|Bid||609.20 x 0|
|Ask||609.20 x 0|
|Day's range||608.80 - 617.80|
|52-week range||452.80 - 690.00|
|Beta (5Y monthly)||0.65|
|PE ratio (TTM)||48.33|
|Earnings date||26 Feb 2021|
|Forward dividend & yield||0.04 (0.73%)|
|Ex-dividend date||29 Apr 2021|
|1y target est||466.31|
The estate agency claimed £4.4m last year from the government to cover employee wages. Unlike many other businesses, it has so far not decided to repay the money.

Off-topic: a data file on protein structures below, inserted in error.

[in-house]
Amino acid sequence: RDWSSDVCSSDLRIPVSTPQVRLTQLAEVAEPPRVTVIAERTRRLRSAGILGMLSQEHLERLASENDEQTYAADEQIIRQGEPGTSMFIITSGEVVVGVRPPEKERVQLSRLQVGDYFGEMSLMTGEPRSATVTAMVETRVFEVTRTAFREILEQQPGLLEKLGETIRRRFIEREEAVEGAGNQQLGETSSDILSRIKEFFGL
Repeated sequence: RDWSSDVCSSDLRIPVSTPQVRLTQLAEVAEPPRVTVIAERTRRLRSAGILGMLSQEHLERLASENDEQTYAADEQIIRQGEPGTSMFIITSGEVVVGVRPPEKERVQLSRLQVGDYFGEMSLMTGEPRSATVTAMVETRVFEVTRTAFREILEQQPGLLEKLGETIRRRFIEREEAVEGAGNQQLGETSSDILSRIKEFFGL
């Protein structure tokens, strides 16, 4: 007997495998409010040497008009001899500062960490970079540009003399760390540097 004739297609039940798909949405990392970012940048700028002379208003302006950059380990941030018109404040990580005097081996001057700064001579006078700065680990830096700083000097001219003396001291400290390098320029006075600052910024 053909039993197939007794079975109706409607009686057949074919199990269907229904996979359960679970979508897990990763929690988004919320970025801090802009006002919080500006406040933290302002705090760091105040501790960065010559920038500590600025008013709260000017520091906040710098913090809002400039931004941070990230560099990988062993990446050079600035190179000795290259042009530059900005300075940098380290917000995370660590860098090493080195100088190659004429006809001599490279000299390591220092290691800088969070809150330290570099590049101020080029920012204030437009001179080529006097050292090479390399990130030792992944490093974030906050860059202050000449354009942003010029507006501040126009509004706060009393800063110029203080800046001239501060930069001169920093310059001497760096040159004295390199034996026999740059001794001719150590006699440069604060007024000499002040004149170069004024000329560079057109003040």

A shortage of properties for sale and booming buyer interest has created a super-hot housing market. Two out of every three properties on the market in the UK are currently sold subject to contract, according to property website Rightmove. In the first three months of this year there were 14pc fewer homes on the market compared with the same quarter last year. Yet the number of prospective buyers has increased by 17pc in that period, according to estate agency Hamptons. It means there are more than nine new applicants registering for every property in the UK, creating the strongest sellers' market in a decade. In turn, this supply shortage is fuelling a growth in house prices, which surged to record a high in March after the extension of the stamp duty holiday. Soaring Scotland The shortage of properties for sale is not spread equally throughout the UK, with stock levels in some regions depleting far quicker than in others. Stock levels in Scotland are the lowest in the country, having dropped 23pc in the last year. There are now more than 22 applicants registering to buy for every property on the market, up from 14 applicants in the first quarter of 2020, according to Hamptons. By comparison, London has an average of six applicants registering per property, and it is the only region where the level of available homes has risen, by 17pc over the year.